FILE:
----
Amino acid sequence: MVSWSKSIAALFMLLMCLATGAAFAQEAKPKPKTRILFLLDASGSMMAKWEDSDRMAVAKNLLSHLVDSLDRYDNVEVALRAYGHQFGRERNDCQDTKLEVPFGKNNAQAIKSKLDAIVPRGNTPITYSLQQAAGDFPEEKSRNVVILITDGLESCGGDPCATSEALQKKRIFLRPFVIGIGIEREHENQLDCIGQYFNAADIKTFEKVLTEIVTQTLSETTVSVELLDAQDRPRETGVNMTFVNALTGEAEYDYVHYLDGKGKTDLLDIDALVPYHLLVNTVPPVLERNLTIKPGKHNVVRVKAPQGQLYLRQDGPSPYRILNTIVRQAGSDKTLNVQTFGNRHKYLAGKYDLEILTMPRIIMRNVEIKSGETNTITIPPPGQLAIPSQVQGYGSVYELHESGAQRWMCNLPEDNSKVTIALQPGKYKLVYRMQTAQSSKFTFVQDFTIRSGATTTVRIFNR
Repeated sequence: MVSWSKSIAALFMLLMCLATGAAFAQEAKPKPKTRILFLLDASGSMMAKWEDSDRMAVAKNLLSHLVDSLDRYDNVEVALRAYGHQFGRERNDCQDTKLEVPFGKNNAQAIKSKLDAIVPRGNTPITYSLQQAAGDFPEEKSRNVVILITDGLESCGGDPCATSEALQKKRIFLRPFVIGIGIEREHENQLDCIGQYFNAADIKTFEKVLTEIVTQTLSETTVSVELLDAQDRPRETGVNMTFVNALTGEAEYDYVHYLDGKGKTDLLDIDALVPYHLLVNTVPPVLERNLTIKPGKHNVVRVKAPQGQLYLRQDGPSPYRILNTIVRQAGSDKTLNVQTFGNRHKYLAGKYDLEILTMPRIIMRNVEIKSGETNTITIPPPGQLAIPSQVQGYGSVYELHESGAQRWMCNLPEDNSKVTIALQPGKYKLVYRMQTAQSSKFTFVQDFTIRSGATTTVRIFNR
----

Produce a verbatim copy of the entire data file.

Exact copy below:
Amino acid sequence: MVSWSKSIAALFMLLMCLATGAAFAQEAKPKPKTRILFLLDASGSMMAKWEDSDRMAVAKNLLSHLVDSLDRYDNVEVALRAYGHQFGRERNDCQDTKLEVPFGKNNAQAIKSKLDAIVPRGNTPITYSLQQAAGDFPEEKSRNVVILITDGLESCGGDPCATSEALQKKRIFLRPFVIGIGIEREHENQLDCIGQYFNAADIKTFEKVLTEIVTQTLSETTVSVELLDAQDRPRETGVNMTFVNALTGEAEYDYVHYLDGKGKTDLLDIDALVPYHLLVNTVPPVLERNLTIKPGKHNVVRVKAPQGQLYLRQDGPSPYRILNTIVRQAGSDKTLNVQTFGNRHKYLAGKYDLEILTMPRIIMRNVEIKSGETNTITIPPPGQLAIPSQVQGYGSVYELHESGAQRWMCNLPEDNSKVTIALQPGKYKLVYRMQTAQSSKFTFVQDFTIRSGATTTVRIFNR
Repeated sequence: MVSWSKSIAALFMLLMCLATGAAFAQEAKPKPKTRILFLLDASGSMMAKWEDSDRMAVAKNLLSHLVDSLDRYDNVEVALRAYGHQFGRERNDCQDTKLEVPFGKNNAQAIKSKLDAIVPRGNTPITYSLQQAAGDFPEEKSRNVVILITDGLESCGGDPCATSEALQKKRIFLRPFVIGIGIEREHENQLDCIGQYFNAADIKTFEKVLTEIVTQTLSETTVSVELLDAQDRPRETGVNMTFVNALTGEAEYDYVHYLDGKGKTDLLDIDALVPYHLLVNTVPPVLERNLTIKPGKHNVVRVKAPQGQLYLRQDGPSPYRILNTIVRQAGSDKTLNVQTFGNRHKYLAGKYDLEILTMPRIIMRNVEIKSGETNTITIPPPGQLAIPSQVQGYGSVYELHESGAQRWMCNLPEDNSKVTIALQPGKYKLVYRMQTAQSSKFTFVQDFTIRSGATTTVRIFNR